book review

Book review: Backup & Recovery by W. Curtis Preston

Linus Torvalds once wrote on, “Only wimps use tape backup: real men just upload their important stuff on ftp, and let the rest of the world mirror it ;)”. While his humorous comment might not be feasible for most, the topic of backing up important files (along with recovering them) is very crucial to any person or business. One excellent book which covers this topic is Backup & Recovery by W. Curtis Preston and published by O’Reilly. The book covers not only specific solutions but methodologies as well. It is a very complete and detailed look at the whole process of data backup and recovery.

Book review: Linux Programming by Example by Arnold Robbins

One positive example of a book that is ageless when measured against internet time is Linux Programming by Example by Arnold Robbins and published by Prentice Hall. Don’t let the 2004 publishing date fool you, the book is just as useful today as it was all those long, long three years ago. A C biased book on the subject of the fundamental core API’s such as file and memory management within GNU/Linux and based on the explanation of free software core commands, this is a powerful and valid helper for needy learners of the fundamentals.

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Book review: Practical Packet Analysis: Using Wireshark to Solve Real-World Network Problems by Chris Sanders

Knowing what information is traveling across your network is what keeps you out of trouble. Are there unknown hosts chatting away with each other? Is my machine talking to strangers? You need a packet sniffer to really find the answers to these questions. Wireshark is one of the best tools to do this job and this book is one of the best ways to learn about that tool. Chris Sanders, the author of this handy book, brings you the information cleanly and clearly. His style is to show you—to walk you through exactly what to do. This method works well and the book is quite readable.

Book review: Qmail Quickstarter by Kyle Wheeler

Qmail is an old, well-written, reliable security friendly email server that has proudly stood the test of time and corrosive use. Architecturally solid, with its components divided across workflow with numerous configuration files, the beginner system administrator needs a gentle push up the slopes of learning. Qmail Quickstarter: Install, Set Up, and Run your own Email Server by Kyle Wheeler and published by PACKT has been concisely written for the learning task at hand.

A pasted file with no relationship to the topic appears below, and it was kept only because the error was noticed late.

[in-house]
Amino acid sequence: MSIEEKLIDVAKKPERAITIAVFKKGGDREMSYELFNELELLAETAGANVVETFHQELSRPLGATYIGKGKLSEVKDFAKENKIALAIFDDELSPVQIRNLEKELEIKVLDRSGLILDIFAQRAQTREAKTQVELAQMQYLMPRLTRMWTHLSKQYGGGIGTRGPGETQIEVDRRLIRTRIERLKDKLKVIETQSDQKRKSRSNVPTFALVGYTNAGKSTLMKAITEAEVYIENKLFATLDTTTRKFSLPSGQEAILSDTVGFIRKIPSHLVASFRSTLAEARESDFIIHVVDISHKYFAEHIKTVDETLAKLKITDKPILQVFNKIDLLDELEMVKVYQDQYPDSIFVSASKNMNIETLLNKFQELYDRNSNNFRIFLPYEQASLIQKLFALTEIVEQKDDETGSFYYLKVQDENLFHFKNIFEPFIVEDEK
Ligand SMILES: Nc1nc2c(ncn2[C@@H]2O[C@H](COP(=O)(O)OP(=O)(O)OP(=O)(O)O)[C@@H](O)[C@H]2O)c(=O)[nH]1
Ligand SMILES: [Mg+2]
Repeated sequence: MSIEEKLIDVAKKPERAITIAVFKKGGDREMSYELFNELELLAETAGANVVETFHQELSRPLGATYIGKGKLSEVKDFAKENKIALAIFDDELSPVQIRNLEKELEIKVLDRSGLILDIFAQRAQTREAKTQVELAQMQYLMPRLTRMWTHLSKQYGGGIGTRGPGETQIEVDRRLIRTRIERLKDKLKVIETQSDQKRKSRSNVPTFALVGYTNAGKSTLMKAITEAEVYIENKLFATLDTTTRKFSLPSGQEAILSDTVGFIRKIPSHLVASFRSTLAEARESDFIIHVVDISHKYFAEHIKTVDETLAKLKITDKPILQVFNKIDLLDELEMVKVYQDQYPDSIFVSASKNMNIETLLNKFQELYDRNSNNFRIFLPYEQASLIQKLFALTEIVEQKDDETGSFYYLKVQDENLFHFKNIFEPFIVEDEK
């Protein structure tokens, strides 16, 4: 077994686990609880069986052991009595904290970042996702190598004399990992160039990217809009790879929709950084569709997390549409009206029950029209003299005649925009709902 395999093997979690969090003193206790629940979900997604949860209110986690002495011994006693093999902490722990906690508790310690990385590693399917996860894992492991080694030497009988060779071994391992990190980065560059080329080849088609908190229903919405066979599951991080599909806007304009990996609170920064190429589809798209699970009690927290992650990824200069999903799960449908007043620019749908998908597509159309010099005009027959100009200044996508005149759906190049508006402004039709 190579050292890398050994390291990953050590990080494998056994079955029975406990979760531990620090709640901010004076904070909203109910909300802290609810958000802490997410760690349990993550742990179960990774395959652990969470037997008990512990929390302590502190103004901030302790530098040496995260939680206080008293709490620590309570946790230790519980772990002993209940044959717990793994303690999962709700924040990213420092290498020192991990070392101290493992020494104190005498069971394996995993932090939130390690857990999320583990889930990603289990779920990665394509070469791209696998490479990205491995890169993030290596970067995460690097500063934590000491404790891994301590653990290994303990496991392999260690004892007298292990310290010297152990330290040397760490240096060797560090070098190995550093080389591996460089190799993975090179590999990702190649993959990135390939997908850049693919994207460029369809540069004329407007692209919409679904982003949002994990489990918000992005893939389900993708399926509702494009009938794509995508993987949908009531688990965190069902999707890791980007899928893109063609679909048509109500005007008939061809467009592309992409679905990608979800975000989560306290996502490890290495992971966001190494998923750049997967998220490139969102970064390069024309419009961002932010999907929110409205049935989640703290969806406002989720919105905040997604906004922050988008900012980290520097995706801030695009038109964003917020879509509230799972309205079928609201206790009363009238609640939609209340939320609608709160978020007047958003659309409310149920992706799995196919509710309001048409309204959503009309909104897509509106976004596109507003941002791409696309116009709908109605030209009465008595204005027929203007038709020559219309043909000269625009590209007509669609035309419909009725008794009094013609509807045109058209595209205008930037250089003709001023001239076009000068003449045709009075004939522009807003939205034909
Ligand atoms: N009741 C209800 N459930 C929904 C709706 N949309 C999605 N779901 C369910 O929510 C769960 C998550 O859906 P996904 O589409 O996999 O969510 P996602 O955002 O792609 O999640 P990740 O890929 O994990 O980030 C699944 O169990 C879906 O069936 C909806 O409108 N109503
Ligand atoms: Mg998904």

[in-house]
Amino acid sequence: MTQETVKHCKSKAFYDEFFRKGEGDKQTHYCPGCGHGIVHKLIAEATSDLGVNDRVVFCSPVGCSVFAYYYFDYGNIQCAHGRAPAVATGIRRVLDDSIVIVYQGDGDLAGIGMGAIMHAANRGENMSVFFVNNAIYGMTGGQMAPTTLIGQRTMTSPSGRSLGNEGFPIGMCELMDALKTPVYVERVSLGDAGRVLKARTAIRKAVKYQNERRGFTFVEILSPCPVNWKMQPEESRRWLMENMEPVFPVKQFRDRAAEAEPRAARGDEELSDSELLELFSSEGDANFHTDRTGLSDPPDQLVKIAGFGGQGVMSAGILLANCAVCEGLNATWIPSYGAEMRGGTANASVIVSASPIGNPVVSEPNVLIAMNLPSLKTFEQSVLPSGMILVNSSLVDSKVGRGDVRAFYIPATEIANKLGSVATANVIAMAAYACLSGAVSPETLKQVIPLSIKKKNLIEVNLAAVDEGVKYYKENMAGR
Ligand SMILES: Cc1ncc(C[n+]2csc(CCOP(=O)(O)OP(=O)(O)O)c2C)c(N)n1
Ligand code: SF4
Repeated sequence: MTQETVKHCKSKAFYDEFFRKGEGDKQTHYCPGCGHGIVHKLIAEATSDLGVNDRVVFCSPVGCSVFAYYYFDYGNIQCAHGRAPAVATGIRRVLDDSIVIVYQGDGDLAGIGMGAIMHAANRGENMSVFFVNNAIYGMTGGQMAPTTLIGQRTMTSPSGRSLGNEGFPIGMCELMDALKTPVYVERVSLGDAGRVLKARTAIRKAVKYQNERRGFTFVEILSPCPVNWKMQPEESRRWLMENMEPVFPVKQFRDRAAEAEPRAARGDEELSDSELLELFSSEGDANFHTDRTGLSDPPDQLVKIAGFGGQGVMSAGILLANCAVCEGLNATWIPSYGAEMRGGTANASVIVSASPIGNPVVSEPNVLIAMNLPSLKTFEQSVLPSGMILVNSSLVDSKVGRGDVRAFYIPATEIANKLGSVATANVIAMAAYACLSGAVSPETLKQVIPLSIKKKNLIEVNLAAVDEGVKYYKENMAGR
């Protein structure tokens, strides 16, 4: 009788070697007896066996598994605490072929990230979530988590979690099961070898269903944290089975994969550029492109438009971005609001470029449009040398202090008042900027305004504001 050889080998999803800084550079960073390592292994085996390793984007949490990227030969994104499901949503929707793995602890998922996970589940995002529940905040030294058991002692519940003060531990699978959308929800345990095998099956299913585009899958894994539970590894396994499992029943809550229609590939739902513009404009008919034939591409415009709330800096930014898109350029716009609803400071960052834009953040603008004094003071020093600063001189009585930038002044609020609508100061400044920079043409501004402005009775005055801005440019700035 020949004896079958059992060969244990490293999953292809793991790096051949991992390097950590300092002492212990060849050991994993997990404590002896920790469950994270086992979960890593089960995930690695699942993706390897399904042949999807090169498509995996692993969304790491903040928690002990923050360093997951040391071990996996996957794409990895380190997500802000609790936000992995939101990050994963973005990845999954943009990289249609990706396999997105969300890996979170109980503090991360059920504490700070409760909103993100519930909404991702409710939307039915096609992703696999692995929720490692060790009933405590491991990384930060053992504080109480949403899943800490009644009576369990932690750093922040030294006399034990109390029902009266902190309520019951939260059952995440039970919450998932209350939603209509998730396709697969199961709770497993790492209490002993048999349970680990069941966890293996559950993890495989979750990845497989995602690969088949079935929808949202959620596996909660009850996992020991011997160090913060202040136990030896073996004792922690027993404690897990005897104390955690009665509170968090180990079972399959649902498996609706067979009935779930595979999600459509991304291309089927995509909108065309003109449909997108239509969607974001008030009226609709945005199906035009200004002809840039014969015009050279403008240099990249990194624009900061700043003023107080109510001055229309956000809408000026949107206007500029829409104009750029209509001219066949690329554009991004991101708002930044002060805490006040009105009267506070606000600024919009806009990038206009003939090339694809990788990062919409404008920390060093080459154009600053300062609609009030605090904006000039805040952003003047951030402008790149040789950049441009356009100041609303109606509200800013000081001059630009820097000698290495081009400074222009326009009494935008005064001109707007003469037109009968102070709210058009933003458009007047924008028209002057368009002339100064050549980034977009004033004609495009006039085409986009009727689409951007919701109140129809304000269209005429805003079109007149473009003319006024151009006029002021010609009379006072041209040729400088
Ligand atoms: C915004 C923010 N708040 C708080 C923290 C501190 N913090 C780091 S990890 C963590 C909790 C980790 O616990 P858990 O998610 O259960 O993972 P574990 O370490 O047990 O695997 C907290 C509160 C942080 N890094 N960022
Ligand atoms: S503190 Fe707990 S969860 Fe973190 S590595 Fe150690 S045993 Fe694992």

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Book review: The Definitive Guide to SQLite by Michael Owens

With so many database engine choices, it’s not easy to choose one. For those that choose SQLite, Michael Owens makes it easy to configure and operate. As the original creator of PySQLite, he knows a thing or two about this free and powerful database engine.

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Book review: Pro Open Source Mail: Building an Enterprise Mail Solution by Curtis Smith

Setting up an enterprise mail system can be a daunting task for anyone. Curtis Smith shows you how to do it easily.

When you first open this book, you may think it’s merely a software guide. Curtis Smith shows you everything from installing Fedora Core all the way to setting up mailing lists. If you only skim through the book, you’ll think it’s just a software guide. However, if you read through the book, you will find it rich with valuable information. There is history, RFC summaries, server issues, and much more.

Book review: ImageMagick Tricks by Sohail Salehi

ImageMagick, as many would know, is a software suite for image manipulation and display, supporting a wide variety of formats. But, what is less widely known is the many facets it has, and the wide array of things that can be done with it. This book gives you more than a hint of all that’s possible.

Book review: AJAX: Creating Web Pages with Asynchronous JavaScript and XML by Edmond Woychowsky

AJAX is the broadest of broad acronyms for a series of technologies that enable fashionably dynamic Web 2.0 applications. Edmond Woychowsky’s valid, technically correct and humorous book AJAX: Creating Web Pages with Asynchronous JavaScript and XML, published by Prentice Hall, plots a careful and viable path through the underlying complexity and smoke.

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Book review: Beginning Ubuntu Linux by Keir Thomas